Brazilian state-led oil company Petrobras said a ruling Wednesday by the country's Federal Audit Court, or TCU, would allow the company to move forward with plans to sell $21 billion worth of assets over the next two years.
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In a filing with local stock regulators made late Wednesday, Petrobras said the decision was "fundamental for the company to move forward with its Partnerships and Divestment Plan, which is considered the primary pillar to reaching the debt-reduction target."
In its ruling, the TCU allowed Petrobras to complete two asset sales in advanced stages of completion but ordered Petrobras to restart the sales process for the remainder of its divestment projects.
While the TCU's ruling eliminates many of the legal hurdles Petrobras has faced in its effort to raise cash needed for investments and to pay down debt, the new transparency rules likely mean significant delays to divestments as complicated processes to sell oil fields, refineries, service stations and oil terminals now need to be restarted.
Petrobras had hoped the reboot would not affect projects such as the sale of a controlling stake in fuels-distribution unit BR Distribuidora, which the company has been working on since last year and expected to complete quickly in 2017.
The sale of BR Distribuidora, which owns Brazil's biggest network of service stations and is the country's largest seller of diesel and gasoline, is considered the crown jewel of the divestment program and could raise as much as $6 billion for the company, according to analysts' estimates.
Petrobras plans to sell operational control of the unit, but retain a majority of BR Distribuidora's total capital to retain the lion's share of the lucrative subsidiary's profits.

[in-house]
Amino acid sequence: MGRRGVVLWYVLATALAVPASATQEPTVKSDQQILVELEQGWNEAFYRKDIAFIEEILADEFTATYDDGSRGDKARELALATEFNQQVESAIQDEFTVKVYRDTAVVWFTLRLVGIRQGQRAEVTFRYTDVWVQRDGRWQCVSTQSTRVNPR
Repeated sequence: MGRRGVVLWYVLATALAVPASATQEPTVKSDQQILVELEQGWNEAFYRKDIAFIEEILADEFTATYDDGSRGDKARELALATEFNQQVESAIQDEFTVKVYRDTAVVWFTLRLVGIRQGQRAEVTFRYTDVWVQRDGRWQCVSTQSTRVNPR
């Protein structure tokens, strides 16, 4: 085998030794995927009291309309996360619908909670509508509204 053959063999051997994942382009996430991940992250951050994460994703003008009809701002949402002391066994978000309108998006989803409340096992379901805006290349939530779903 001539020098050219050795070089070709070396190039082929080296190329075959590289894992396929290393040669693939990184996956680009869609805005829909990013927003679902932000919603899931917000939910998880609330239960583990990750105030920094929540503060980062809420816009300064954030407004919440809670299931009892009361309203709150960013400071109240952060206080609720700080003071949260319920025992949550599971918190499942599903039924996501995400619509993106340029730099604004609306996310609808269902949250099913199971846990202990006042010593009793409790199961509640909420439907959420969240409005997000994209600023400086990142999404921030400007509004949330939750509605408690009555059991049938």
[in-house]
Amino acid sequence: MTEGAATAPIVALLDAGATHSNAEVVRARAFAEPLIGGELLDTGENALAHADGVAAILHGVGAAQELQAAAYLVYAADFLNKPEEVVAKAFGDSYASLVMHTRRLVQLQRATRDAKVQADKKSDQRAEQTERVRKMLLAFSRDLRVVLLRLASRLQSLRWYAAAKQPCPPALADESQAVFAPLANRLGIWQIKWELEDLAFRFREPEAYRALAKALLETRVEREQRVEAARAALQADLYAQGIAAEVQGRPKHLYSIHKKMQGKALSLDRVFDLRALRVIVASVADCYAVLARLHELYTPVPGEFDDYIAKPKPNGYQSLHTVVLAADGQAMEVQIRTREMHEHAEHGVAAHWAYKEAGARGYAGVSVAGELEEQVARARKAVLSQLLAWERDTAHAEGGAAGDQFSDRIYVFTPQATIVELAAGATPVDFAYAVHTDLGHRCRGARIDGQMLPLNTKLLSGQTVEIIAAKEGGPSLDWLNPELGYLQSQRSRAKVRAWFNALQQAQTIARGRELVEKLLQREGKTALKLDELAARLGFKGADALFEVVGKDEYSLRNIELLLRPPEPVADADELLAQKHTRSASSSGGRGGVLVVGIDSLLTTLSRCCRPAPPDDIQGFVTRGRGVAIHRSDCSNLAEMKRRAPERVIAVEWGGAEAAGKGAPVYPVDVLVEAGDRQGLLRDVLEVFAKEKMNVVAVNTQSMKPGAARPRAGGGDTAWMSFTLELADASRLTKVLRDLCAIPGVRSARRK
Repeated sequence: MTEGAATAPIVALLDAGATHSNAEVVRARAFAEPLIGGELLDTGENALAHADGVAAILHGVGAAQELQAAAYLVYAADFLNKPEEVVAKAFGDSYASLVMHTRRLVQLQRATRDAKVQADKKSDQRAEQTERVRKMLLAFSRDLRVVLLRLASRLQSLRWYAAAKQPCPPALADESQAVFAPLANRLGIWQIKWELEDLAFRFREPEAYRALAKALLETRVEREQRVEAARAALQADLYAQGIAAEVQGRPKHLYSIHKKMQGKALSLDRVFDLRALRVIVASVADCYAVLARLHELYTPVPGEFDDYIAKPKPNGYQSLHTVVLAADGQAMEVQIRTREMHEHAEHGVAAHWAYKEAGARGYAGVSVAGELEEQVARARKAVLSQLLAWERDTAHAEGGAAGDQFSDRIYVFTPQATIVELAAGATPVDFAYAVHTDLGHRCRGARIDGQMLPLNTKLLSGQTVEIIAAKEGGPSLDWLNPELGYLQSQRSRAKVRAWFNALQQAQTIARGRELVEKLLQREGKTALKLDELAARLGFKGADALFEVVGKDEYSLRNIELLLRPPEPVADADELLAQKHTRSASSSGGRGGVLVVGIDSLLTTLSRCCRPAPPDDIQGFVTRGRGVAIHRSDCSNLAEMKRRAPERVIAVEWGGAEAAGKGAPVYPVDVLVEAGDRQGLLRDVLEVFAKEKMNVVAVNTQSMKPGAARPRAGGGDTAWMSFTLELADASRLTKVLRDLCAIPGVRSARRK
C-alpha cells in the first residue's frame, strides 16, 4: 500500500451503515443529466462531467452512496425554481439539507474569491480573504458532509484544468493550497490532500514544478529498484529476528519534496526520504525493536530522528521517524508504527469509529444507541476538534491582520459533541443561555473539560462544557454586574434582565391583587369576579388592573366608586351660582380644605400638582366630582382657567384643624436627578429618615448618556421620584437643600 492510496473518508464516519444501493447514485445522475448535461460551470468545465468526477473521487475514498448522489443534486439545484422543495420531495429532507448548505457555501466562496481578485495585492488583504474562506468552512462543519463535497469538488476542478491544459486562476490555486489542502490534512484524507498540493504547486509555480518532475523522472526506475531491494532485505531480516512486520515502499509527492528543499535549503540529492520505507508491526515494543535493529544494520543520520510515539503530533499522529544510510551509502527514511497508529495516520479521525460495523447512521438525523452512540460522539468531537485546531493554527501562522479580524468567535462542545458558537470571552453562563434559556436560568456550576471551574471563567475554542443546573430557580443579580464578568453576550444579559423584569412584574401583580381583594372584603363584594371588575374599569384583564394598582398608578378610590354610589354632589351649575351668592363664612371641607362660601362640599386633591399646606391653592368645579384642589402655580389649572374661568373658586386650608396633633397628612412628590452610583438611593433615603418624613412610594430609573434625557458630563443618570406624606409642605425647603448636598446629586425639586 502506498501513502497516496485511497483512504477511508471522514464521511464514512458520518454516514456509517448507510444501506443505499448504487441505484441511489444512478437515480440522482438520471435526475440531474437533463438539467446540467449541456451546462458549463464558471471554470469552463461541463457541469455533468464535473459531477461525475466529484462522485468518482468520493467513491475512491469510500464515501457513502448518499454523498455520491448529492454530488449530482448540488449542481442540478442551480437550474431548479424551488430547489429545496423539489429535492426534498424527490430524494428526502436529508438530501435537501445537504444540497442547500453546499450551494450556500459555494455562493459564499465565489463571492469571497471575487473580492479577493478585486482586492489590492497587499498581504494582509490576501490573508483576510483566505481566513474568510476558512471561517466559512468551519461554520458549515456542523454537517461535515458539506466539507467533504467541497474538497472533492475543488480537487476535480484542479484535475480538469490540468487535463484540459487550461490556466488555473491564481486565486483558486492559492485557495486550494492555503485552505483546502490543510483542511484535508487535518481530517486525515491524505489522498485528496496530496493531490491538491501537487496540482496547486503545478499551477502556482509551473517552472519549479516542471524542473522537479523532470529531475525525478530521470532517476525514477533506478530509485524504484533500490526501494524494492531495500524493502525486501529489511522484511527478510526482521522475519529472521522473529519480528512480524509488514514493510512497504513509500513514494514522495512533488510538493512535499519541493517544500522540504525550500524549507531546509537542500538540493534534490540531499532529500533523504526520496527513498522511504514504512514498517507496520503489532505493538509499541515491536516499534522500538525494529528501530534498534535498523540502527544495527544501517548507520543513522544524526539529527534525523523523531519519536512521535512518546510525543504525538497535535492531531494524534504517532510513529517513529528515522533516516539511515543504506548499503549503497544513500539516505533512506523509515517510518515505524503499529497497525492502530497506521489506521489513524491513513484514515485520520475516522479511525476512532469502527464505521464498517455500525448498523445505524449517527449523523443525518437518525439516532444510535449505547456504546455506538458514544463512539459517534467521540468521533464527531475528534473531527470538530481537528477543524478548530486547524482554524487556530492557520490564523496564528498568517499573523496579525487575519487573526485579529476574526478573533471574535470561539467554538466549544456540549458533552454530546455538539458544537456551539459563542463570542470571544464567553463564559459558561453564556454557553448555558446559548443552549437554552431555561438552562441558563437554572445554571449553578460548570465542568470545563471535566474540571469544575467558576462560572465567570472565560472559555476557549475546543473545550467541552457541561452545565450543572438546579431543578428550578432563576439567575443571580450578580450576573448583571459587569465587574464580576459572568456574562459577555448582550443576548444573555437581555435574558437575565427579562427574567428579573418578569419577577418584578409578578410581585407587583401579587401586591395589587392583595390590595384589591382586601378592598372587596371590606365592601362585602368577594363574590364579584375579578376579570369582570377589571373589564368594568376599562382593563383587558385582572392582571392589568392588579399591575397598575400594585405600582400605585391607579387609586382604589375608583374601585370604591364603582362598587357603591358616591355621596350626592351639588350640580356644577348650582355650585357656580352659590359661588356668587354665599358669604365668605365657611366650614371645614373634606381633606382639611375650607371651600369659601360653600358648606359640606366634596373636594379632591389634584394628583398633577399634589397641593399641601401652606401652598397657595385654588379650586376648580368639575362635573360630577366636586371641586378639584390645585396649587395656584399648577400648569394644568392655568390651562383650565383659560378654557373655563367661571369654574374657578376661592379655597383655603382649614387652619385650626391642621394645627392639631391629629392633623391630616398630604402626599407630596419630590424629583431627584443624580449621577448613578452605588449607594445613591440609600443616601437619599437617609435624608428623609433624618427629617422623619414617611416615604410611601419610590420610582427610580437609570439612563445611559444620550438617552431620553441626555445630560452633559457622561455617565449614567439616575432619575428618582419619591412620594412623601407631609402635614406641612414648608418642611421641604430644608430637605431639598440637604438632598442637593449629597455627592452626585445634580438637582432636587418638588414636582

The new transparency rules mean that Petrobras will have to publish a list of companies and investors interested participating in the bidding, which could have a chilling effect on competition for assets, industry officials said.
The TCU requested improvements to the divestment sales process, however, because of concerns that asset sales could be directed toward specific companies or parties in much the same way a corruption scandal involving construction projects evolved over the past decade.
Petrobras said evaluation of the sales methodology was ongoing.
"The divestment process is subject to continuous improvements, always observing the market's best practices for acquisitions and divestments," the company said.
Despite the court-ordered restart, Petrobras said it still planned to meet its asset-sales target.
"Petrobras reaffirms the maintenance of its target for partnerships and divestments established in the 2017-2021 investment plan of $21 billion for the two-year period of 2017-2018," the company said.
TWO SALES UNAFFECTED
The new divestment rules will not affect two sales that were part of the five projects allowed under the TCU's initial injunction handed down in December 2016, the court and Petrobras said.
Petrobras has already completed three of the divestitures, but will now be cleared to conclude negotiations to sell a 100% stake in the Bauna Field and a 50% share of the Tartaruga Mestica Field offshore Brazil to Karoon Gas Australia as well as the company's stake in the St. Malo Field in the US Gulf of Mexico.
Karoon's purchase of the Bauna and Tartaruga Mestica, however, is still subject to an injunction handed down by a lower federal court, one of several cases involving lawsuits filed by oil workers in Sergipe and Alagoas states who contested the sales. According to legal experts, the TCU's ruling should allow Petrobras to overturn the injunction on appeal.
Petrobras already won recent rulings that cleared the way for it to complete the $5.19 billion sale of natural gas pipeline operator Nova Transportadora do Sudeste, or NTS, to a consortium led by Brookfield Asset Management, as well as the $385 million sale of Petroquimica Suape and Companhia Integrada Textil de Pernambuco, or Citepe, to Mexico's Alpek.
In addition to the sale of the St. Malo stake, Petrobras has also been seeking buyers for its other assets in the US Gulf of Mexico as part of a broader retreat from operating overseas in recent years.
Petrobras operates the Cascade, Chinook and Cottonwood fields, while holding minority stakes in the Hadrian South and Lucius fields.
--Jeff Fick, firstname.lastname@example.org
--Edited by Jonathan Loades-Carter, email@example.com